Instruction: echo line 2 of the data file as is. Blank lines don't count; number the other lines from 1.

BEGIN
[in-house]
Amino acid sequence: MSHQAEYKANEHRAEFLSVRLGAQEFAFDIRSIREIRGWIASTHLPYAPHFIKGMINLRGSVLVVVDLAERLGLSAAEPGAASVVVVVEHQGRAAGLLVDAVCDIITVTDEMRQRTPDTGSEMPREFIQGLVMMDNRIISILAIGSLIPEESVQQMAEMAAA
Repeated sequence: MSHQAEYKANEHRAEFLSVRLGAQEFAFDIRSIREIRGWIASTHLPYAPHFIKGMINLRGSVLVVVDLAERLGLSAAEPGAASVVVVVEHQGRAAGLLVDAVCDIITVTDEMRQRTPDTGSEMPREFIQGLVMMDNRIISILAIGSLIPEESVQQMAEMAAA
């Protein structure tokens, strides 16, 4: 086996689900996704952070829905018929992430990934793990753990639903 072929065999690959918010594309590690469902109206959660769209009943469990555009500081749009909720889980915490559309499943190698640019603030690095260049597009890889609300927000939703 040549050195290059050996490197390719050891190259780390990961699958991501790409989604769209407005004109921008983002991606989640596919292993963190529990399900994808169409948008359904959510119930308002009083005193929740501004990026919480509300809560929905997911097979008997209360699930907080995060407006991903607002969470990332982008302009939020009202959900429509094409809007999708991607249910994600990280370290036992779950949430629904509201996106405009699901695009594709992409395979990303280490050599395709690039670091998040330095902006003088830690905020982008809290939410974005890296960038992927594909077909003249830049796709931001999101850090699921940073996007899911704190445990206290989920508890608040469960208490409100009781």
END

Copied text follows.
Amino acid sequence: MSHQAEYKANEHRAEFLSVRLGAQEFAFDIRSIREIRGWIASTHLPYAPHFIKGMINLRGSVLVVVDLAERLGLSAAEPGAASVVVVVEHQGRAAGLLVDAVCDIITVTDEMRQRTPDTGSEMPREFIQGLVMMDNRIISILAIGSLIPEESVQQMAEMAAA